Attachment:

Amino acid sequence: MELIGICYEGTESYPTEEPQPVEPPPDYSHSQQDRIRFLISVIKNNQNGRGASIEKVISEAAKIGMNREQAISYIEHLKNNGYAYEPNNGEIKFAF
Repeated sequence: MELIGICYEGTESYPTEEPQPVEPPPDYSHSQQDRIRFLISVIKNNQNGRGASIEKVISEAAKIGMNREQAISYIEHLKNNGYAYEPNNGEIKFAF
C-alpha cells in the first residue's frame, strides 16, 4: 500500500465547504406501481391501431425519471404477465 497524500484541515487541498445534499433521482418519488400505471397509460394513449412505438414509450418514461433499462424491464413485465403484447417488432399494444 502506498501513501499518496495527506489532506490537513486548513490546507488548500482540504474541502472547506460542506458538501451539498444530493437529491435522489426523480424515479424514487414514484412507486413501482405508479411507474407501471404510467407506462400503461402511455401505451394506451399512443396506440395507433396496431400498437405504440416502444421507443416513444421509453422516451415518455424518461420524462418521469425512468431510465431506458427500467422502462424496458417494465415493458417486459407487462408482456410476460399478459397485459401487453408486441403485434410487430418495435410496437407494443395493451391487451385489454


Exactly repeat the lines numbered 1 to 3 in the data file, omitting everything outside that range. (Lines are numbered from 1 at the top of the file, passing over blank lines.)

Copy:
Amino acid sequence: MELIGICYEGTESYPTEEPQPVEPPPDYSHSQQDRIRFLISVIKNNQNGRGASIEKVISEAAKIGMNREQAISYIEHLKNNGYAYEPNNGEIKFAF
Repeated sequence: MELIGICYEGTESYPTEEPQPVEPPPDYSHSQQDRIRFLISVIKNNQNGRGASIEKVISEAAKIGMNREQAISYIEHLKNNGYAYEPNNGEIKFAF
C-alpha cells in the first residue's frame, strides 16, 4: 500500500465547504406501481391501431425519471404477465 497524500484541515487541498445534499433521482418519488400505471397509460394513449412505438414509450418514461433499462424491464413485465403484447417488432399494444 502506498501513501499518496495527506489532506490537513486548513490546507488548500482540504474541502472547506460542506458538501451539498444530493437529491435522489426523480424515479424514487414514484412507486413501482405508479411507474407501471404510467407506462400503461402511455401505451394506451399512443396506440395507433396496431400498437405504440416502444421507443416513444421509453422516451415518455424518461420524462418521469425512468431510465431506458427500467422502462424496458417494465415493458417486459407487462408482456410476460399478459397485459401487453408486441403485434410487430418495435410496437407494443395493451391487451385489454